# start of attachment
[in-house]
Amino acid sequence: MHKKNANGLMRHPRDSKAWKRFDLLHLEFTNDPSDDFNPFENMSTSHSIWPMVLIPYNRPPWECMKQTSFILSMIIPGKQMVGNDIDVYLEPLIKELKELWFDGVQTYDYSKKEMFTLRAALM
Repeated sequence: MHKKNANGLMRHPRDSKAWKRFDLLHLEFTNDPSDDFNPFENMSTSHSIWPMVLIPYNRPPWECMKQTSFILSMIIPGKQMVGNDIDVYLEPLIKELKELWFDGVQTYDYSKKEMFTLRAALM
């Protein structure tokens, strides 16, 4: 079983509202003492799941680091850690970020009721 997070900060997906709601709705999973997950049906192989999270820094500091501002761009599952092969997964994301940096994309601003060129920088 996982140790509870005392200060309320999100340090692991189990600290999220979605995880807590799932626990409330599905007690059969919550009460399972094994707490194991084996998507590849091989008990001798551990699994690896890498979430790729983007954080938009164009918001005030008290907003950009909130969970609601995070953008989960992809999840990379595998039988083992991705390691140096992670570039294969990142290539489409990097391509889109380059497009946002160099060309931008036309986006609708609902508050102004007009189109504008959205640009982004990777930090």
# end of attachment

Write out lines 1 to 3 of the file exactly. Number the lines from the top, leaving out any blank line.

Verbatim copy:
[in-house]
Amino acid sequence: MHKKNANGLMRHPRDSKAWKRFDLLHLEFTNDPSDDFNPFENMSTSHSIWPMVLIPYNRPPWECMKQTSFILSMIIPGKQMVGNDIDVYLEPLIKELKELWFDGVQTYDYSKKEMFTLRAALM
Repeated sequence: MHKKNANGLMRHPRDSKAWKRFDLLHLEFTNDPSDDFNPFENMSTSHSIWPMVLIPYNRPPWECMKQTSFILSMIIPGKQMVGNDIDVYLEPLIKELKELWFDGVQTYDYSKKEMFTLRAALM